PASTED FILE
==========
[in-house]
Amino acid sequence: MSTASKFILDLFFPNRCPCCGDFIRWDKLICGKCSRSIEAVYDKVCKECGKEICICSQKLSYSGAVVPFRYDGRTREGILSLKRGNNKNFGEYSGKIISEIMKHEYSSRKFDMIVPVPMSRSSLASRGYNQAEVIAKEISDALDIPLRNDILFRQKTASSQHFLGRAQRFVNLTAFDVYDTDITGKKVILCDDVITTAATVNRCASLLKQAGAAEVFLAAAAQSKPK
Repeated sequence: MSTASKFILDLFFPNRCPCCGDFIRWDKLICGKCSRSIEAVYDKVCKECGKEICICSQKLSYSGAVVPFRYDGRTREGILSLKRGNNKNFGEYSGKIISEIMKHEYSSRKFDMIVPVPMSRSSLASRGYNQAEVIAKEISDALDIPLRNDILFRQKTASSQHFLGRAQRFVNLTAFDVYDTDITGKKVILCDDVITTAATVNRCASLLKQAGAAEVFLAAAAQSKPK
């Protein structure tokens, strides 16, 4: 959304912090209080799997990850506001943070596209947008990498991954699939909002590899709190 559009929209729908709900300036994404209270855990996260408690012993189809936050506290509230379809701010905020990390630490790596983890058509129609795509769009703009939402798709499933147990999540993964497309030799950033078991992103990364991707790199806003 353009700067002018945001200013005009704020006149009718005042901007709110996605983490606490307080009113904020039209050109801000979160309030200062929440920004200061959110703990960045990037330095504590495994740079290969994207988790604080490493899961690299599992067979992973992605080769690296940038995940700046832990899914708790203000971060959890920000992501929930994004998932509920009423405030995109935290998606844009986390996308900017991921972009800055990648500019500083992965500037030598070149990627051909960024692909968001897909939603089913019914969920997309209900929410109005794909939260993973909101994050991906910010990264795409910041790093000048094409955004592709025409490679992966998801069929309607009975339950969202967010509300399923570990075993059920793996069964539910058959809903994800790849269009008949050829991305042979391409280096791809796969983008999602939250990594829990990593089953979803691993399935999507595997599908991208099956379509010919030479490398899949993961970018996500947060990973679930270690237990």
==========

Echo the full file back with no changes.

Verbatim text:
[in-house]
Amino acid sequence: MSTASKFILDLFFPNRCPCCGDFIRWDKLICGKCSRSIEAVYDKVCKECGKEICICSQKLSYSGAVVPFRYDGRTREGILSLKRGNNKNFGEYSGKIISEIMKHEYSSRKFDMIVPVPMSRSSLASRGYNQAEVIAKEISDALDIPLRNDILFRQKTASSQHFLGRAQRFVNLTAFDVYDTDITGKKVILCDDVITTAATVNRCASLLKQAGAAEVFLAAAAQSKPK
Repeated sequence: MSTASKFILDLFFPNRCPCCGDFIRWDKLICGKCSRSIEAVYDKVCKECGKEICICSQKLSYSGAVVPFRYDGRTREGILSLKRGNNKNFGEYSGKIISEIMKHEYSSRKFDMIVPVPMSRSSLASRGYNQAEVIAKEISDALDIPLRNDILFRQKTASSQHFLGRAQRFVNLTAFDVYDTDITGKKVILCDDVITTAATVNRCASLLKQAGAAEVFLAAAAQSKPK
């Protein structure tokens, strides 16, 4: 959304912090209080799997990850506001943070596209947008990498991954699939909002590899709190 559009929209729908709900300036994404209270855990996260408690012993189809936050506290509230379809701010905020990390630490790596983890058509129609795509769009703009939402798709499933147990999540993964497309030799950033078991992103990364991707790199806003 353009700067002018945001200013005009704020006149009718005042901007709110996605983490606490307080009113904020039209050109801000979160309030200062929440920004200061959110703990960045990037330095504590495994740079290969994207988790604080490493899961690299599992067979992973992605080769690296940038995940700046832990899914708790203000971060959890920000992501929930994004998932509920009423405030995109935290998606844009986390996308900017991921972009800055990648500019500083992965500037030598070149990627051909960024692909968001897909939603089913019914969920997309209900929410109005794909939260993973909101994050991906910010990264795409910041790093000048094409955004592709025409490679992966998801069929309607009975339950969202967010509300399923570990075993059920793996069964539910058959809903994800790849269009008949050829991305042979391409280096791809796969983008999602939250990594829990990593089953979803691993399935999507595997599908991208099956379509010919030479490398899949993961970018996500947060990973679930270690237990």